Measuring the Long Term

Abstract

“The world’s continued fixation with economic growth ignores a rapid and largely irreversible depletion of natural resources that will seriously harm future generations. Coupled with the increasing short-termism of modern politics and a general inability to look beyond our own self-interests, the result is a crisis of opportunity for unborn generations. Long term perspectives are rarely factored into our decisions while future generations remain politically powerless; their interests limited to the whims of the present generations.”

How can we best assess how our current decisions and actions are impacting future generations? WFC Senior Policy Officer, Alistair Whitby, presents some of the most noticeable alternative indicators that can help governments and businesses with their long term planning and make some recommendations to ensure these efforts have real impact.

Help Ensure Every Child Born is Wanted

Abstract

The sustainable development goals (SDGs) set out by the UN in 2015 will drive the global development agenda on social, economic and environmental issues for the next 15 years. Out of the stated goals, none specifically refer to population policies. Yet coherent and sustainable population policies, including universal access to sexual and reproductive health rights, are necessary to achieve the majority of the development goals outlined. The Global Policy Action Plan (GPACT) recognises these links, and this paper elaborates on the necessity of coherent and future-proof population policies.

Full Report

Seven Principles for Future Just Lawmaking

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Abstract

Future Justice means putting the values that are essential to our survival at the heart of every law, and every policy. To help with this, we have developed seven policy principles for future just lawmaking.

7 Principles

Alternative Indicators for Wealth

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Abstract

It is now widely recognised that the objectives that have dominated economic policy for the last 40 years and more – maximising Gross Domestic Product (GDP) and market efficiency – are no longer adequate goals for society. There is now a broad coalition that recognises that economic growth alone cannot deliver sustainability, social justice and improved well-being. Institutions such as Eurostat, the OECD, the World Bank, National Statistical Offices (NSOs) and others are responding to the desire from governments and civil society to consider a more nuanced set of economic policy objectives. At the same time non-governmental actors are using alternative ‘Beyond GDP’ indicators as an advocacy tool to promote more radical societal change including greater equality, higher levels of well-being for all and a vision of progress that is consistent with long-term environmental sustainability.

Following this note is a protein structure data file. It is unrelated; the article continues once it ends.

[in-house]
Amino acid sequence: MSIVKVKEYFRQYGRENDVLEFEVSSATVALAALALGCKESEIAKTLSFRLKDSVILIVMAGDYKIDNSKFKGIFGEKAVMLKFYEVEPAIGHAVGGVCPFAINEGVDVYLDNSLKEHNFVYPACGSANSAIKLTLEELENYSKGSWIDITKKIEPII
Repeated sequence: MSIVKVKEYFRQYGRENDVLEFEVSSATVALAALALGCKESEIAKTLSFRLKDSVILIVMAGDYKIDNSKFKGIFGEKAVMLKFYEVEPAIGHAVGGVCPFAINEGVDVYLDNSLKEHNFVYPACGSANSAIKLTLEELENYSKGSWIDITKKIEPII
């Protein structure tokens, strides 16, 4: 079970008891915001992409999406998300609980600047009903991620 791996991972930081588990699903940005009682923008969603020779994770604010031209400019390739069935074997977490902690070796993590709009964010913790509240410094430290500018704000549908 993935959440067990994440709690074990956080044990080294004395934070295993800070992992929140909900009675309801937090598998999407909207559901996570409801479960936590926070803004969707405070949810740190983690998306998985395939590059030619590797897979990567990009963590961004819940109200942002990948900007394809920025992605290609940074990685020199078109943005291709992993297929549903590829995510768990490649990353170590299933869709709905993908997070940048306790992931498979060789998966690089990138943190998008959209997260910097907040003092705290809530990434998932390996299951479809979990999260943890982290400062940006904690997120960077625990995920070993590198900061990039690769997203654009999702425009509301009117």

Final Report
 
Summary Report

Crimes against Future Generations: A New Approach

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Abstract

This legal working paper discusses the creation of a new international crime: crimes against future generations. The initiative of creating crimes against future generations grew from discussions held by the Commission on Future Justice set up by the World Future Council (WFC) to develop new laws and policies in order to guarantee human security, ecological integrity and social equity in the interest of future generations and was led by Hon. Christopher J. Weeramantry, Bianca Jagger, and Prof. Marie-Claire Cordonier Segger.

Full Report

Crimes against Future Generations need to become taboo

Press release

World Future Council meets international law community

Montreal/Hamburg, 29. Mai 2009. How can we prevent and prosecute activities today that severely threaten the living conditions and health of those living in the future? This was the theme at the symposium of 120 international law experts in Montréal on May 28-29, where the World Future Council (WFC) presented its pioneering work on Crimes against Future Generations for discussion.
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